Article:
Serum carboxy-terminal propeptide of procollagen type I is a marker of myocardial fibrosis in hypertensive heart disease
Querejeta R, Varo N, López B, Larman M, Artiñano E, Etayo JC, Martínez Ubago JL, Gutierrez-Stampa M, Emparanza JI, Gil MJ, Monreal I, Mindán JP, Díez J.
Division of Cardiology, Nuestra Señora de Aránzazu Hospital, San Sebastian, Spain.
This study was designed to investigate whether the serum concentration of the carboxy-terminal propeptide of procollagen type I (PIP), a marker of collagen type I synthesis, is related to myocardial fibrosis in hypertensive patients.
METHODS AND RESULTS
The study was performed in 26 patients with essential hypertension in which ischemic cardiomyopathy was excluded after a complete medical workup. Right septal endomyocardial biopsies were performed in hypertensive patients to quantify collagen content. Collagen volume fraction (CVF) was determined on picrosirius red-stained sections with an automated image analysis system. The serum concentration of PIP was measured by specific radioimmunoassay. Compared with normotensives, both serum PIP and CVF were increased (P<0.001) in hypertensives. A direct correlation was found between CVF and serum PIP (r=0.471, P<0.02) in all hypertensives. Histological analysis revealed the presence of 2 subgroups of patients: 8 with severe fibrosis and 18 with nonsevere fibrosis. Serum PIP was higher (P<0.05) in patients with severe fibrosis than in patients with nonsevere fibrosis. Using receiver operating characteristic curves, we observed that a cutoff of 127 microg/L for PIP provided 78% specificity and 75% sensitivity for predicting severe fibrosis with a relative risk of 4.80 (95% CI, 1.19 to 19.30).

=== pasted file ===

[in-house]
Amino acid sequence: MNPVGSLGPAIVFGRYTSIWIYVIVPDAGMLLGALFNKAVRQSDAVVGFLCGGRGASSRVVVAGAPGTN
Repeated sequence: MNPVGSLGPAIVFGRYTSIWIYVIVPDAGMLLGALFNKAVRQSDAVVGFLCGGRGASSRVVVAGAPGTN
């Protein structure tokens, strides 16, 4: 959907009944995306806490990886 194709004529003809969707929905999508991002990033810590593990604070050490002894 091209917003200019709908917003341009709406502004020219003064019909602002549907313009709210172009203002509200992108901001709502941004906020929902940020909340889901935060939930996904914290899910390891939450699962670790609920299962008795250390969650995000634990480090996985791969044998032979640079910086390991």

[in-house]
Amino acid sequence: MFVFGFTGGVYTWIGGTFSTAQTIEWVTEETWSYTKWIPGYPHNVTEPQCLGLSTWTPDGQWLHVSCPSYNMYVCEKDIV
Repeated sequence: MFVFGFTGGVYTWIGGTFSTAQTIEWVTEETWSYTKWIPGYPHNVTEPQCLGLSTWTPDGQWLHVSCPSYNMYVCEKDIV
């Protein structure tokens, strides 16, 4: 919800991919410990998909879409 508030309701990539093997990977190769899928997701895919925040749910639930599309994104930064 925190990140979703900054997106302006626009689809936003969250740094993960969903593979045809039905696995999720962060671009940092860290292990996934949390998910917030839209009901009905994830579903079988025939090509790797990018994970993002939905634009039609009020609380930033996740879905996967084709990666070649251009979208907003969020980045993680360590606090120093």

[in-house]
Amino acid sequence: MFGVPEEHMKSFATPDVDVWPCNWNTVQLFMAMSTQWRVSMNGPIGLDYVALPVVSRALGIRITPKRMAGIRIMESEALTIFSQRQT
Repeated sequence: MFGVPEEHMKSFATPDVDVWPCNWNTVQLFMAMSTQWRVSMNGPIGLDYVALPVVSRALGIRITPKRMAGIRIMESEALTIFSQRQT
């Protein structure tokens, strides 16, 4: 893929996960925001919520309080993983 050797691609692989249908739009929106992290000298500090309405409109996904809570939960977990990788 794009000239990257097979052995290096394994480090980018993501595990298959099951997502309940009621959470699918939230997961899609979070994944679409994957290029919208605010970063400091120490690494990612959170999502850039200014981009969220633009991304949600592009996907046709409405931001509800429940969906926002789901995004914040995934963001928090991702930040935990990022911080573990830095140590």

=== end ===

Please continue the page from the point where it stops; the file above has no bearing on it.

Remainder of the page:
These results show a strong correlation between myocardial collagen content and the serum concentration of PIP in essential hypertension. Although preliminary, these findings suggest that the determination of PIP may be an easy and reliable method for the screening and diagnosis of severe myocardial fibrosis associated with arterial hypertension.
CITATION Circulation. 2000 Apr 11;101(14):1729-35